Wednesday, September 7, 2011

PhD Tips and Tricks (or learning from others' experience)

The first day of Spring just passed us by, meaning a number of post-grads have recently notched up their first semester and a bit of PhD life. As with any other new undertaking a lot of lessons have been learned by the fledgling PhDs. The student-led Social Lab Group decided to create somewhat of a repository for recently enrolled PhDs, comprising both the lessons we learnt and some useful tips for surviving your first semester.

I'll preface the list by saying the tips seem to fall into two (maybe one) broad categories; 1) DO THESE THINGS ESPECIALLY IF THEY SCARE YOU, and 2) USE SOCIAL PSYCHOLOGY TO TRICK YOURSELF INTO BEING PRODUCTIVE.

  • Conduct your first study as soon as possible, and definitely before you feel ready.
  • Make yourself accountable by creating small goals and deadlines and announcing them to your advisor or scheduling meetings on their due date. It's not your advisor's responsibility to harass you about this, but simply telling them of what you plan to accomplish by X date or Y meeting can be a good motivator.
  • If you're looking to wrap up a meeting, taking a moment to summarise the key points out loud is both an effective hint and it makes you look totally engaged and on top of things.
  • Visit the journal websites to sign up to their free email notifications for new issues.
  • When reading a newly released journal article that appears to have completely and perfectly investigated your PhD topic, you should print it out and get out your angry highlighter and big red pen and lay into it. Identifying what the authors in their incomparable stupidity have failed to look at, control for, or explain is not only very therapeutic, but will help you realise that a) you still have a contribution to make, and b) people care about the topic you're researching!
  • Get in as much writing practice as you can. If you don't have any data of your own to write up, your advisor will definitely have some data somewhere (e.g., old honours student data) that they would be happy for you to cut your teeth on. The best of this is that your lack of emotional investment in the dataset will make the inevitable and crushing rejection substantially less crushing.
  • Look for potential paper collaborations as a 3rd or later author. Providing comments - even doing substantial editing - on a draft initially written by someone else is by far less exhausting than starting from a blank page.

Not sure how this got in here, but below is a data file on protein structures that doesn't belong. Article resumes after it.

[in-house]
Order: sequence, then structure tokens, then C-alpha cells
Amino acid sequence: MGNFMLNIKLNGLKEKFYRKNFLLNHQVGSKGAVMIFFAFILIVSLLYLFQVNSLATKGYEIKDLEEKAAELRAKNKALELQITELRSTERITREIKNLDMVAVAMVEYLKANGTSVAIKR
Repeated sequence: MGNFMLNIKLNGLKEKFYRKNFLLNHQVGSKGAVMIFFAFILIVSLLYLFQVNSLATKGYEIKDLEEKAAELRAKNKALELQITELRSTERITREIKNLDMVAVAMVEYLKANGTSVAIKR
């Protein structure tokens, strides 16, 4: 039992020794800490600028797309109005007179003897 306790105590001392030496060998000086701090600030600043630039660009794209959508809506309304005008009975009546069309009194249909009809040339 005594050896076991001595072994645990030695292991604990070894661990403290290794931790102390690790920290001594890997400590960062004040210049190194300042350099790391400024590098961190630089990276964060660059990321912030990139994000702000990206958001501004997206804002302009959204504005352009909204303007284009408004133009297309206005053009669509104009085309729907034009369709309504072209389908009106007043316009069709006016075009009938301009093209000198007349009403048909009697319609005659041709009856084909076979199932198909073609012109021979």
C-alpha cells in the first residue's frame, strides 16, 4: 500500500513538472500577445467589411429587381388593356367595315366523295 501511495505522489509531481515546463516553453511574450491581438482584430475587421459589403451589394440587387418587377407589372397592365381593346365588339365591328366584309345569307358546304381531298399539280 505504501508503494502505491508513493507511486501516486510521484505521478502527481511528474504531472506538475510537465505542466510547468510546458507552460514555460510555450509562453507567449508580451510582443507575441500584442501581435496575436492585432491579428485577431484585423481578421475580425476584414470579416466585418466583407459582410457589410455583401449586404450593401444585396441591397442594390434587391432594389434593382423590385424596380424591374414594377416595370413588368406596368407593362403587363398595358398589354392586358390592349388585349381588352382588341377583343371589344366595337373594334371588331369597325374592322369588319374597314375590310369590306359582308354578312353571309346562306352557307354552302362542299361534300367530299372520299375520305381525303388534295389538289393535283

• Encourage, accept and laugh (as applicable) at criticism you receive. If someone is giving you honest and constructive criticism, that means they care enough about your work (yay!) and want to help you improve it (double-yay!). By seeking out criticism you are seeking out opportunities to improve your work and your understanding.
  • It is important to note that as a PhD student you are in research training, and are not expected to have all the answers. You are in research training, and not expected to have all the answers. You are not the exception to this expectation.
  • Tutoring is great for you. It allows you to develop presentation experience, deal with left-field questions, work on explanations for that much-venerated "intelligent but non-specialist audience", hone your time management skills, and pays well. You should do it at least once during your PhD, the earlier the better.
  • Force yourself to present wherever possible. Say "yes" to things like lab group, 3 minute thesis, RHD-Day, and conferences. When someone asks you "what do you do", use that opportunity to hone your 30-second version (and your self-control when they follow up with "so why does that matter?").
  • Attend conferences, summer schools, small group meetings (mini-conferences), seminars, lab groups and coffee dates wherever possible. The importance of your peers' and colleagues' contributions to your work, whether formally or informally, cannot be overstated. They can ask uncomfortable questions, point out flaws, grant blinding insight, listen to you whinge, and order another bottle of wine. How invaluable!

So, on behalf of the students from the Social Lab Group, I hope you can take something away from this post that helps you at some point during your candidature.

Feel free to add any of your own tips and tricks in the comments :)



  1. I think these are all great tips, Morgan. The only extra one which feels conspicuously missing is:

    Know when to say "no". Saying "yes" to every opportunity is a great strategy at first, but it quickly snowballs into a mountain of work, much of which isn't directly relevant to your real passion. Equally important is the trick of gathering your thoughts, figuring out where your core interests lie, and gently extricating yourself from work that isn't going to further them.

  2. RE saying "yes" to everything, I totally agree, and warned a new PhD about that just this morning.

    I also completely agree with your second point, Kate - the truth is 3 years isn't a long time to do a PhD, and the time will fly if you're doing a lot (or even some) of peripheral work. It's ok to be a bit selfish during a PhD and focus on your own interests :)